Near Field Cosmology - From the First Stars to the Present Universe

Principal Investigator:
Dr. Stefan Gottlöber

Leibniz-Institut für Astrophysik Potsdam, Germany

Local Project ID:

HPC Platform used:

Date published:

What was the challenge?

Near field cosmology is the theoretical and observational study of our neighbourhood in the universe. This is the main topic of focus for the CLUES collaboration ( Our neighbourhood is the best observed part of the universe where also tiny dwarf galaxies can be studied. The properties of these dwarfs reflect their early formation history and state of the universe at the Cosmic Dawn, when the first stars and galaxies formed. Studying them sheds new light on these times, known as Cosmic Dawn and Epoch of Reionisation.

Due to its closeness to us, the local neighbourhood of our Milky Way provides a unique laboratory for detailed understanding of galaxy formation and evolution and the effects of reionisation. Our galaxy is part of the Local Group, a binary system composed of two average-sized galaxies that dominates the local few Mpc volume. Tens of satellite galaxies have now been discovered, many fainter ones only recently, and their properties and distributions are known in ever increasing detail. Over the last decade, the CLUES collaboration has developed algorithms to construct initial conditions for constrained simulations to understand the formation of structure in our cosmic neighbourhood. These simulations are designed to reproduce the observed structures within even larger cosmological volumes, on scales of up to about several hundred million light-years. The ionizing (UV) radiation from the First Stars had profound effects on the early galaxies and intergalactic medium. In particular, star formation in low-mass galaxies was strongly suppressed, leaving imprints that can last until the present day. This process, called reionization, was likely driven by low-mass star-forming galaxies. Once the atomic gas of the intergalactic medium in some region is heated by reionization, gas pressure opposes gravitational collapse, leaving the smallest galaxies - below about billion solar masses (roughly one thousand times smaller than our Milky Way) to form without gas and thus unable to make stars. Furthermore, gas in haloes below about hundred million solar masses, called minihaloes which are believed to have hosted the very first stars, is completely photoevaporated from their host haloes into the intergalactic medium.

Within our computational project “Near Field Cosmology - From the first stars to the present universe” we have performed a set of high resolution cosmological simulations at JSC in order to study in detail the processes during reionisation and their influence on the properties of the formed galaxies.

Why was supercomputing power required?

This type of cosmological simulations are very computational intensive due to the required large dynamic range (to resolve the small structures relevant here in a large cosmological volume), as well as due to the complex, nonlinear and non-local physics involved. A typical simulation of this type could require from a million to many millions of core-hours.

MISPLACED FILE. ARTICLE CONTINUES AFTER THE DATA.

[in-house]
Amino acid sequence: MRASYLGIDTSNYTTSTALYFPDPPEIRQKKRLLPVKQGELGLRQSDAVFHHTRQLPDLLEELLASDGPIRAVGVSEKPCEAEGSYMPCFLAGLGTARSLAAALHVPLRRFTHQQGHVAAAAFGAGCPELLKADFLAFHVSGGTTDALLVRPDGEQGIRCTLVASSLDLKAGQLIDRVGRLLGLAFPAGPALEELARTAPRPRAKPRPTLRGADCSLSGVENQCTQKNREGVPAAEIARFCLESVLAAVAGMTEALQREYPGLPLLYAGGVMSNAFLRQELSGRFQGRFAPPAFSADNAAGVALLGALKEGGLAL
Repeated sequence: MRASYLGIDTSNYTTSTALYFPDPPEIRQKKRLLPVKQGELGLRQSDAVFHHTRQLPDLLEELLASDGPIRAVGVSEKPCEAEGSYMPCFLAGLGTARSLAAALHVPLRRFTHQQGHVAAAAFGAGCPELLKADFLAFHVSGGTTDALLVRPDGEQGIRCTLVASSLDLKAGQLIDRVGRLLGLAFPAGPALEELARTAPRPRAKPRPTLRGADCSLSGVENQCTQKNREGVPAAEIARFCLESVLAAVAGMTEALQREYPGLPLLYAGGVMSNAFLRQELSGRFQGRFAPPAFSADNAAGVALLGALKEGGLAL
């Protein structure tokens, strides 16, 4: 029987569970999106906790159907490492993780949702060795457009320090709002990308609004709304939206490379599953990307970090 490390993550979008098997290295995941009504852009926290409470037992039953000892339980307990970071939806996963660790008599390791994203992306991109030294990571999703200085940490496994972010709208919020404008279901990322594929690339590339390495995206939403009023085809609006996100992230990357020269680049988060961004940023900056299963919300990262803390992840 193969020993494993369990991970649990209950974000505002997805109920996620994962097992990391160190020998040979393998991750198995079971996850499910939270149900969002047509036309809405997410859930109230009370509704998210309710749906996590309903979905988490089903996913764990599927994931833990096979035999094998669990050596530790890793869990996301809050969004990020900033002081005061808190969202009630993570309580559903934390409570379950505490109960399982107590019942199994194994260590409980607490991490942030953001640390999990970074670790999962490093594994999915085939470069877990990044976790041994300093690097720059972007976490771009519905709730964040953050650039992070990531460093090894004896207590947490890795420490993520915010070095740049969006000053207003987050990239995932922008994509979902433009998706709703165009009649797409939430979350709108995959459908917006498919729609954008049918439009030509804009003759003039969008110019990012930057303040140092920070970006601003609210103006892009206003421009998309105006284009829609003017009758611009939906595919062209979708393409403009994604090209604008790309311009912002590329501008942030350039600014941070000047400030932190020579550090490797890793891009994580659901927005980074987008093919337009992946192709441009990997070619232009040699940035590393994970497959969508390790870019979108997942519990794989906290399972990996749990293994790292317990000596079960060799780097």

What are the findings/knowledge gained?

We investigated the neutral hydrogen distribution throughout the epoch of reionisation and the differences between its distribution and the overall density distribution, with implications to the low-frequency radio observations of this epoch.

We made predictions for measuring the 21-cm multi-frequency angular power spectrum using the Square Kilometre Array (SKA-LOW) observatory.

We developed a novel sub-grid (i.e. for modelling structures below our nominal numerical resolution) method for modelling low-mass haloes, which are otherwise unresolved in large-volume cosmological simulations limited in numerical resolution. We tested our method extensively and made it available to the community.

We have investigated the effects of small-scale gas fluctuations (included typically as sub-grid physics by means of so-called ‘clumping factors’) on the progress, duration and observational signatures of cosmic reionization. Cosmic reionization was driven by the imbalance between early sources and sinks of ionizing radiation, both of which were dominated by small-scale structure and are thus usually treated in cosmological reionization simulations by subgrid modelling. We improved on this modelling by parametrising the results of very high-resolution simulations to create our model and test it against data.

Who did/will benefit from the insights gained? In what way?

Our project has contributed to 7 successful PhD and MSc theses completed so far, along with a number of undergraduate (MPhys and BSc) theses. We have published seven refereed papers to date.